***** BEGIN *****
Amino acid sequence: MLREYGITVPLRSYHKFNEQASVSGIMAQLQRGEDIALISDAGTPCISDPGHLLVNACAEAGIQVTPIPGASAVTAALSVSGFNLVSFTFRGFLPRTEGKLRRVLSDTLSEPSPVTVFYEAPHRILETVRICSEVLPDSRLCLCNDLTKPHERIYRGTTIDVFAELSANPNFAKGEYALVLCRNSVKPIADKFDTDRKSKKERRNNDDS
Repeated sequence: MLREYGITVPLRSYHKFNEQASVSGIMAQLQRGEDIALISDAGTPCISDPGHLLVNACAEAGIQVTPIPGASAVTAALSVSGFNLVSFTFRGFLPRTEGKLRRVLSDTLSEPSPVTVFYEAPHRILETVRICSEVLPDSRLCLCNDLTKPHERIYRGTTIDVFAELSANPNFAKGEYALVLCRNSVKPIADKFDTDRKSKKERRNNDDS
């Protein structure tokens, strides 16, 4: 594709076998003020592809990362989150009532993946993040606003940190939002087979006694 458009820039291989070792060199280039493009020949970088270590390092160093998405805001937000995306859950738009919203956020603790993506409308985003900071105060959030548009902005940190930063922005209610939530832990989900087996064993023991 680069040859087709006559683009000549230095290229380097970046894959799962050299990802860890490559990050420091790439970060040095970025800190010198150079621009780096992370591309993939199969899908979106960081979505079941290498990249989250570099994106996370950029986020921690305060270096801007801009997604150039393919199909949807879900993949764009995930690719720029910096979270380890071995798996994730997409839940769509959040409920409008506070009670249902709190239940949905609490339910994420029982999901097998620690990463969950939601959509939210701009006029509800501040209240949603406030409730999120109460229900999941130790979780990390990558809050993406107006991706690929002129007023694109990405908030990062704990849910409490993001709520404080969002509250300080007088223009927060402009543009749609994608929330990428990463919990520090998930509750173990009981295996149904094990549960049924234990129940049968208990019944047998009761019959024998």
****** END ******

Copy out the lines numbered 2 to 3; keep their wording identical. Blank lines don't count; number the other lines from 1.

Repeated sequence: MLREYGITVPLRSYHKFNEQASVSGIMAQLQRGEDIALISDAGTPCISDPGHLLVNACAEAGIQVTPIPGASAVTAALSVSGFNLVSFTFRGFLPRTEGKLRRVLSDTLSEPSPVTVFYEAPHRILETVRICSEVLPDSRLCLCNDLTKPHERIYRGTTIDVFAELSANPNFAKGEYALVLCRNSVKPIADKFDTDRKSKKERRNNDDS
């Protein structure tokens, strides 16, 4: 594709076998003020592809990362989150009532993946993040606003940190939002087979006694 458009820039291989070792060199280039493009020949970088270590390092160093998405805001937000995306859950738009919203956020603790993506409308985003900071105060959030548009902005940190930063922005209610939530832990989900087996064993023991 680069040859087709006559683009000549230095290229380097970046894959799962050299990802860890490559990050420091790439970060040095970025800190010198150079621009780096992370591309993939199969899908979106960081979505079941290498990249989250570099994106996370950029986020921690305060270096801007801009997604150039393919199909949807879900993949764009995930690719720029910096979270380890071995798996994730997409839940769509959040409920409008506070009670249902709190239940949905609490339910994420029982999901097998620690990463969950939601959509939210701009006029509800501040209240949603406030409730999120109460229900999941130790979780990390990558809050993406107006991706690929002129007023694109990405908030990062704990849910409490993001709520404080969002509250300080007088223009927060402009543009749609994608929330990428990463919990520090998930509750173990009981295996149904094990549960049924234990129940049968208990019944047998009761019959024998």